From the Back Cover
Scholar and activist Helen Jefferson Lenskyj continues her critique of the Olympic industry, looking specifically at developments in the post-9/11 and postbribery scandal era. Examining events and activism in host cities, as well as in several locations that bid unsuccessfully on the Olympics, Lenskyj shows how basic rights and freedoms, particularly of the press and of assembly, are compromised. Lenskyj investigates the pro-Olympic bias in media treatment of bids and preparations, the "fallen hero" phenomenon that includes doping and female athletes who pose nude in calendars, and takes issue with "Olympic education" curricular materials for schoolchildren. Also discussed are the problems of housing and homelessness created when the Olympics become a catalyst for urban redevelopment projects.
"What are the Olympics really about? How to get behind the noise from boosters and speculators that dominate the media? Easy. Read Helen Lenskyj." -- Andrew Jennings, author of FOUL! The Secret World of FIFA: Bribes, Vote Rigging, and Ticket Scandals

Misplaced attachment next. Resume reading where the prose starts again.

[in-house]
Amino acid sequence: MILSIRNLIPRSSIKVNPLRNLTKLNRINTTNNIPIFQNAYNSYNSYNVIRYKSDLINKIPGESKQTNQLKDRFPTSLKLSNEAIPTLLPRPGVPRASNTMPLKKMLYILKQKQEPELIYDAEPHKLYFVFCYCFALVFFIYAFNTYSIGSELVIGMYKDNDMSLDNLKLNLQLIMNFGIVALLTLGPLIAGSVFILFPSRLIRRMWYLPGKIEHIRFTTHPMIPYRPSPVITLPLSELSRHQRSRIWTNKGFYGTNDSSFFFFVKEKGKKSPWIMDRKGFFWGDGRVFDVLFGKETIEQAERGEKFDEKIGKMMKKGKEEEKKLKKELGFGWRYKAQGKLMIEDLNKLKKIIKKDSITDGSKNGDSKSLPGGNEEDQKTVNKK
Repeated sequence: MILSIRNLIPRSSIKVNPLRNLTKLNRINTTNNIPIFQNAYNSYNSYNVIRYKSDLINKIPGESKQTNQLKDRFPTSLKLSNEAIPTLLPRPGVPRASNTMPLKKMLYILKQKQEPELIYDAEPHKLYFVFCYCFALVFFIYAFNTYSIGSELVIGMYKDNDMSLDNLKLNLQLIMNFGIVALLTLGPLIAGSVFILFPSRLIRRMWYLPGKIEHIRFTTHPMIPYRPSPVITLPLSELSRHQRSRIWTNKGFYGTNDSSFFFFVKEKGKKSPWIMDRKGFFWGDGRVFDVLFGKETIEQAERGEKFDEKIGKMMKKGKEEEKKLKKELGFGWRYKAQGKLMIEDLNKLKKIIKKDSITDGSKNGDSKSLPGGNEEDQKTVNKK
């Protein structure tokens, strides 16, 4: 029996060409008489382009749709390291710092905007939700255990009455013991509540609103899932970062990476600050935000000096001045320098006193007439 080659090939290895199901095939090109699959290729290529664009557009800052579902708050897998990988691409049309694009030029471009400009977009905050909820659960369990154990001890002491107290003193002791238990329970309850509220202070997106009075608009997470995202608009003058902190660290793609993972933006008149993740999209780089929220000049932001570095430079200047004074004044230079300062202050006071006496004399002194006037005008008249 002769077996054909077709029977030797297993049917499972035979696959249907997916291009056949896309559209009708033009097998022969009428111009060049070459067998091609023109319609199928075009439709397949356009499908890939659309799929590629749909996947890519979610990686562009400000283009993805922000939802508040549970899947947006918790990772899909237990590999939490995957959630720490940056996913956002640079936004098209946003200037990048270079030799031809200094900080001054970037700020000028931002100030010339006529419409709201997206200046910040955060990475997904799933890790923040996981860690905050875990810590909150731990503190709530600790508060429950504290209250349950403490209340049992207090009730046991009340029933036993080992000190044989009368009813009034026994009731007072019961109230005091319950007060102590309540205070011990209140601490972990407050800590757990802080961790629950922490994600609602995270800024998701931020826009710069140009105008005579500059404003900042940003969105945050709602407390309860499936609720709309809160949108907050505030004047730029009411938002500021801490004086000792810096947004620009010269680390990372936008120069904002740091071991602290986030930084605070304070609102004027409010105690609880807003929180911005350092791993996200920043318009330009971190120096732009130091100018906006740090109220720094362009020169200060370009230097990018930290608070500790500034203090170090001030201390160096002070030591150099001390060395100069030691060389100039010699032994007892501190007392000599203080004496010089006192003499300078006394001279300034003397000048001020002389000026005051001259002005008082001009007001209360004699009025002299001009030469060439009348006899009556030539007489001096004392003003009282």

"Lenskyj presents an impassioned critique of the exploits and exploitations of successive Olympics, from rehousing scandals, to brainwashing of children into the secular theology of Olympism, to suppression of academic freedom, to the financial and decision-making culture of secrecy, to sellouts by women in sport of both feminist and nonfeminist persuasions. Very few escape her attention." -- Celia Brackenridge, Brunel University
About the Author
Helen Jefferson Lenskyj is Professor of Sociology at the University of Toronto. She is the author of several books on the Olympic industry, including The Best Olympics Ever? Social Impacts of Sydney 2000 and Inside the Olympic Industry: Power, Politics, and Activism, both also published by SUNY Press.